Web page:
Chapter

Proper Listening

Andrew Dell'Antonio

in Listening as Spiritual Practice in Early Modern Italy

Published by University of California Press

Published in print July 2011 | ISBN: 9780520269293
Published online May 2012 | e-ISBN: 9780520950108 | DOI: http://dx.doi.org/10.1525/california/9780520269293.003.0004
Proper Listening

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Spiritual leaders of the Catholic Reformation developed a devotional model often characterized as recte sentire, a “true way of feeling/thinking” that could guide the righteous Christian toward correct the understanding and embodiment of the One True Faith. Sentire was also translates as “to hear.” This chapter traces the connections between ways of discussing devotion through listening, on the one hand, and prayerful attention to spiritual texts or transcendent interpretation of religious images, on the other. It indicates an important shift in the characterization of listening, existing as active and ideally transcendent rather than passive and dangerously sensual. It also examines how the new characterization of listening is fully in keeping with changing notions of identity in early modern Rome, especially the goal of shaping identity as simultaneously integrated within hierarchy and enacting freely chosen thought and action.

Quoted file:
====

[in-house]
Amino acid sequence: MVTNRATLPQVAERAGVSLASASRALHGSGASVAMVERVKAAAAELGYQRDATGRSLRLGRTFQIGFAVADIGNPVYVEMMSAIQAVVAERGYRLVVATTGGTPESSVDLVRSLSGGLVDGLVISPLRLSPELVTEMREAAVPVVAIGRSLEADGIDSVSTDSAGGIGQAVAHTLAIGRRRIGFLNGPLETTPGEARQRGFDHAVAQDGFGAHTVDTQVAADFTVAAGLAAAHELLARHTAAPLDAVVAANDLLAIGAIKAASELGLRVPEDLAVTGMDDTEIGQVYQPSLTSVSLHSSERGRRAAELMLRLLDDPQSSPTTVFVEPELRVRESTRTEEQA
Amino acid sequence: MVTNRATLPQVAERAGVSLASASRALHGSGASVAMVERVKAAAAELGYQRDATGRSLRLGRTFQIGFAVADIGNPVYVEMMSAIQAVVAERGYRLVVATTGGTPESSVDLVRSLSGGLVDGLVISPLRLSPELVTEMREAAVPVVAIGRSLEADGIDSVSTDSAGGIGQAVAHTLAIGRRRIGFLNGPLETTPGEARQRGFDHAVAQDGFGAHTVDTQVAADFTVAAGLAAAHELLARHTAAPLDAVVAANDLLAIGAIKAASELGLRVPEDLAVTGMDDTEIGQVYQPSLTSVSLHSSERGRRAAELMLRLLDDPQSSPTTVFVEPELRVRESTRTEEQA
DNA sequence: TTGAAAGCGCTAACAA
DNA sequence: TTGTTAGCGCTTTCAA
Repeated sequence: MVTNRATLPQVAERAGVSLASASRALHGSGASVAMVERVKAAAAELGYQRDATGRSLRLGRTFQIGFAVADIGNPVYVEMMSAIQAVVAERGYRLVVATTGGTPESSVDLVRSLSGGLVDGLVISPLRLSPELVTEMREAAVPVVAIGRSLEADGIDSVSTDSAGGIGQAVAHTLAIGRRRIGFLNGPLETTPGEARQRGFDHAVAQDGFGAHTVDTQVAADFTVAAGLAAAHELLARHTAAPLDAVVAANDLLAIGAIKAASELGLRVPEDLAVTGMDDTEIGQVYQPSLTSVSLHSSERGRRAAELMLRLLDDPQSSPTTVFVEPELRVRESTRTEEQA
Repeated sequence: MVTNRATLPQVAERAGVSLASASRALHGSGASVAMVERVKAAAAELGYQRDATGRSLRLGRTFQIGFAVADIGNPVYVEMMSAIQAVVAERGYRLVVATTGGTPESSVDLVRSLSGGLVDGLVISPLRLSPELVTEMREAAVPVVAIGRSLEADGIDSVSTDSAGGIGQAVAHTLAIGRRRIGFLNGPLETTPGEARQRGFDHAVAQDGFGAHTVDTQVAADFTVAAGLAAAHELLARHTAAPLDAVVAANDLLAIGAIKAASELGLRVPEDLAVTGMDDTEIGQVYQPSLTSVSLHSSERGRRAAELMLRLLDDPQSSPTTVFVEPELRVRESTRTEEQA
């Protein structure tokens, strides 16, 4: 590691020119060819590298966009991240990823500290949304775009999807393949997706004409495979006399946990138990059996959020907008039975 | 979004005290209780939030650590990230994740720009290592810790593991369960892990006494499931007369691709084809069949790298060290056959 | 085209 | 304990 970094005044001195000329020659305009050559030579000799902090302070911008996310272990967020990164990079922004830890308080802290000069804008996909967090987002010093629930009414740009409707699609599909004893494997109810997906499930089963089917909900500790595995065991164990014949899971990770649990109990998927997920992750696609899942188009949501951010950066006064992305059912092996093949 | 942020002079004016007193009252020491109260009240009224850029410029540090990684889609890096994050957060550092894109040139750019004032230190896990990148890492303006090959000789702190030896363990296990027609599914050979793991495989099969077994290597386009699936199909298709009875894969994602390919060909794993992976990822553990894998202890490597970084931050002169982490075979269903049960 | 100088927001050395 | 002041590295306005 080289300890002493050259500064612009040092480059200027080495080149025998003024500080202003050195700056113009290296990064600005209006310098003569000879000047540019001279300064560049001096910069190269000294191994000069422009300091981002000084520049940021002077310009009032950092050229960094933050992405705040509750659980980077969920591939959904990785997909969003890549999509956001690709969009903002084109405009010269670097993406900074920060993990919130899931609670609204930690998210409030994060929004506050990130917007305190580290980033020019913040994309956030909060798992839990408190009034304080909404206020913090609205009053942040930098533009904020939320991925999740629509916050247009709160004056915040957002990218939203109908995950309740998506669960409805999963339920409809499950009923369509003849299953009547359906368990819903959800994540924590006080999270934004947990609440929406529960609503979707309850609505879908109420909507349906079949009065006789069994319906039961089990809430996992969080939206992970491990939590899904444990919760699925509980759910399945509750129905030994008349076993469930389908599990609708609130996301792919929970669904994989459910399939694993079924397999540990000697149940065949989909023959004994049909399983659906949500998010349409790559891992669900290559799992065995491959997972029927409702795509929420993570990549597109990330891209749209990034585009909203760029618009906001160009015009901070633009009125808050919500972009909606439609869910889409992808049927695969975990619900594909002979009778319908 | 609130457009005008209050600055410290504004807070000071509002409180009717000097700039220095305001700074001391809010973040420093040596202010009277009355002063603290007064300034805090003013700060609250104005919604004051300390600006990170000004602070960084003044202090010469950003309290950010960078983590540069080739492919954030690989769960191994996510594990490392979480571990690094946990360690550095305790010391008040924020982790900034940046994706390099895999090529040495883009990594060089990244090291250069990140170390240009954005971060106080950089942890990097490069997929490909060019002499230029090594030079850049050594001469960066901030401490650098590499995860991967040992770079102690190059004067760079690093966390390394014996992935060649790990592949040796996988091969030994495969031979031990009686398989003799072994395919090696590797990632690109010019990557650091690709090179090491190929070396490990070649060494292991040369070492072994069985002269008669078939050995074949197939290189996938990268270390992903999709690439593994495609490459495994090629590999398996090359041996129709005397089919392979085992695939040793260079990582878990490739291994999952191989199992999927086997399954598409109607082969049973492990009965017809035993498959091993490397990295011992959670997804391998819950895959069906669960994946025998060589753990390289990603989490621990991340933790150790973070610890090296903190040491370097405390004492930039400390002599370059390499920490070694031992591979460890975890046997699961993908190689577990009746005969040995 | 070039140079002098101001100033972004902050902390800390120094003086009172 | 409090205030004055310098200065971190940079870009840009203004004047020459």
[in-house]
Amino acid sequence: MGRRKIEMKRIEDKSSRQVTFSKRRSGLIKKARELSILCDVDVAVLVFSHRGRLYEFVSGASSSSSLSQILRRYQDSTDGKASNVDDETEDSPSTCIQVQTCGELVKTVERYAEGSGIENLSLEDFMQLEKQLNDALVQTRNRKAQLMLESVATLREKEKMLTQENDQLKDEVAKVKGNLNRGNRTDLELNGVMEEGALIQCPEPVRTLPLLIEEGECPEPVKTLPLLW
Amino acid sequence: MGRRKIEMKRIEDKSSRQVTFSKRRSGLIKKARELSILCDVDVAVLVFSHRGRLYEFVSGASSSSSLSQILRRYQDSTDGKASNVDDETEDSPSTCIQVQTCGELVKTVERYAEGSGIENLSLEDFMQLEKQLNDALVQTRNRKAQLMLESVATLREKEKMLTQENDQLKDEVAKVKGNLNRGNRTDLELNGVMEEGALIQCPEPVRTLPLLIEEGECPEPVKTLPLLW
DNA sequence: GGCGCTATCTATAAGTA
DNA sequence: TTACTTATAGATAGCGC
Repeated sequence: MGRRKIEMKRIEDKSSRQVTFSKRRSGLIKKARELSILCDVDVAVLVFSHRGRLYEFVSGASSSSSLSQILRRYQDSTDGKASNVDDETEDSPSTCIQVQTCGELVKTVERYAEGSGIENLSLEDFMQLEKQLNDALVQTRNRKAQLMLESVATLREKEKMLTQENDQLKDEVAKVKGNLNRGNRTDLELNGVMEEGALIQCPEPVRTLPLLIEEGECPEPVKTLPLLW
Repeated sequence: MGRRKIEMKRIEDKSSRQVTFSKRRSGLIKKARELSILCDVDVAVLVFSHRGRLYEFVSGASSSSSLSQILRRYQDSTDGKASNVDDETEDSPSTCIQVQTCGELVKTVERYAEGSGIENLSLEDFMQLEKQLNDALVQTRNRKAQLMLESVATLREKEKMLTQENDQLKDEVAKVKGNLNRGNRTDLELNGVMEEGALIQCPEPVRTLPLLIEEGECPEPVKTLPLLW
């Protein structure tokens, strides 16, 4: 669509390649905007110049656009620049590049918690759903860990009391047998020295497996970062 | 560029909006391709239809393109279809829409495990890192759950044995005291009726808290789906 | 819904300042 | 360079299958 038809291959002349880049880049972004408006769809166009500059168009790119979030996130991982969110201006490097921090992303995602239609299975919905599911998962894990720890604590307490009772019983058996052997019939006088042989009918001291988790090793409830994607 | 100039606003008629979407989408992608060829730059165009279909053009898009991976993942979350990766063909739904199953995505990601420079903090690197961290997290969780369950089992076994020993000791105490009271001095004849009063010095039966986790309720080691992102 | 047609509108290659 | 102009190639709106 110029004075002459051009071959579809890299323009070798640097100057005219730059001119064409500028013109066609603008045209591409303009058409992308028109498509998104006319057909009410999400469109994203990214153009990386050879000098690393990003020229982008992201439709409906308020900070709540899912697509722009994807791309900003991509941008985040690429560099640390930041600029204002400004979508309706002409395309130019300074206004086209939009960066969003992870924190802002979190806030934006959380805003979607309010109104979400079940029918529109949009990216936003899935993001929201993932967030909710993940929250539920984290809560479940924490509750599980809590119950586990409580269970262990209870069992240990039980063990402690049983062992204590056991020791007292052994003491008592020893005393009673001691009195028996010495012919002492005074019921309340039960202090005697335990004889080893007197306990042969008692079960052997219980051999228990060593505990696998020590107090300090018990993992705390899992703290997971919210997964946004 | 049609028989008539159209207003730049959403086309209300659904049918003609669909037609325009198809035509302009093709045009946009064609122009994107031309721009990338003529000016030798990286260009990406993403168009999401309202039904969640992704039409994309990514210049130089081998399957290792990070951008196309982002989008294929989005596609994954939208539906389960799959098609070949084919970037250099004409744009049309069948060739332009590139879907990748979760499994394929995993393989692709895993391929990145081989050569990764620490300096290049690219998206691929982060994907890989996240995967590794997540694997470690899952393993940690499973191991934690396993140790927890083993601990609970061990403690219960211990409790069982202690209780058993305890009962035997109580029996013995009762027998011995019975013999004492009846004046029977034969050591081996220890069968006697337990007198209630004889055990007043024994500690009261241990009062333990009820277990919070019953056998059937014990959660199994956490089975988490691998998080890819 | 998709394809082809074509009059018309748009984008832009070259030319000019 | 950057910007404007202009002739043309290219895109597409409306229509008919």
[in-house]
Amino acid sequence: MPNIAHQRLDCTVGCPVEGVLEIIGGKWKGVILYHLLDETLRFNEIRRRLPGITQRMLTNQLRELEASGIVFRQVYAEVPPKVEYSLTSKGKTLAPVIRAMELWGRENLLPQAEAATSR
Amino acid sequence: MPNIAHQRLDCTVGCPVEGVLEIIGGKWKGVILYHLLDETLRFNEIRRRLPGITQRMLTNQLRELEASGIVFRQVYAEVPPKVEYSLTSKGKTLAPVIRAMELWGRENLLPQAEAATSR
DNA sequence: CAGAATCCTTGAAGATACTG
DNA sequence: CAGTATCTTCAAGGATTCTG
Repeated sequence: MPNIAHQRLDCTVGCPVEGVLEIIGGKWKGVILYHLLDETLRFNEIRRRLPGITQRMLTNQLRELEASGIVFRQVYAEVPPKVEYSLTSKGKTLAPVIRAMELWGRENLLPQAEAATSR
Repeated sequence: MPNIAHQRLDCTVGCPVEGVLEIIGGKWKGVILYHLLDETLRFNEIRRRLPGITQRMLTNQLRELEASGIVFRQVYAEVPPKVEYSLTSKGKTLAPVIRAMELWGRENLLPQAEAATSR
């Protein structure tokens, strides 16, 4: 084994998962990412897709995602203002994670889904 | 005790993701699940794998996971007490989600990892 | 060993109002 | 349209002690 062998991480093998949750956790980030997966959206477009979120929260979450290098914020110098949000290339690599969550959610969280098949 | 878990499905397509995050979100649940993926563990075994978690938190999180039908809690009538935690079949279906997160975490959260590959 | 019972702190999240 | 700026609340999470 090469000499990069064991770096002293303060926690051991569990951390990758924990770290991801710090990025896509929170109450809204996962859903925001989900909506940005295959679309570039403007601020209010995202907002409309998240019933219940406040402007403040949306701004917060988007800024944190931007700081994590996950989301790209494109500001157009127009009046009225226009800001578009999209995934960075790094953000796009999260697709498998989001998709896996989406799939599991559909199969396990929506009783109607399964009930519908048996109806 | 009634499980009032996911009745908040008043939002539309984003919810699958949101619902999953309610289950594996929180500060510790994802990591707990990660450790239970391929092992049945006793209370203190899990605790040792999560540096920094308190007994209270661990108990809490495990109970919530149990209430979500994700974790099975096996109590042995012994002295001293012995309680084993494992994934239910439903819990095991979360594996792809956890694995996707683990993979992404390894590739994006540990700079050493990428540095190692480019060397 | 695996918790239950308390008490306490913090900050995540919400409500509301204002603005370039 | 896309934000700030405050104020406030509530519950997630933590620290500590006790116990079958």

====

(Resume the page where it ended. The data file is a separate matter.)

Keywords: proper listening; spiritual leaders; catholic reformation; recte sentire; righteous Christian; transcendent interpretation

Chapter.  12459 words. 

Subjects: Musicology and Music History

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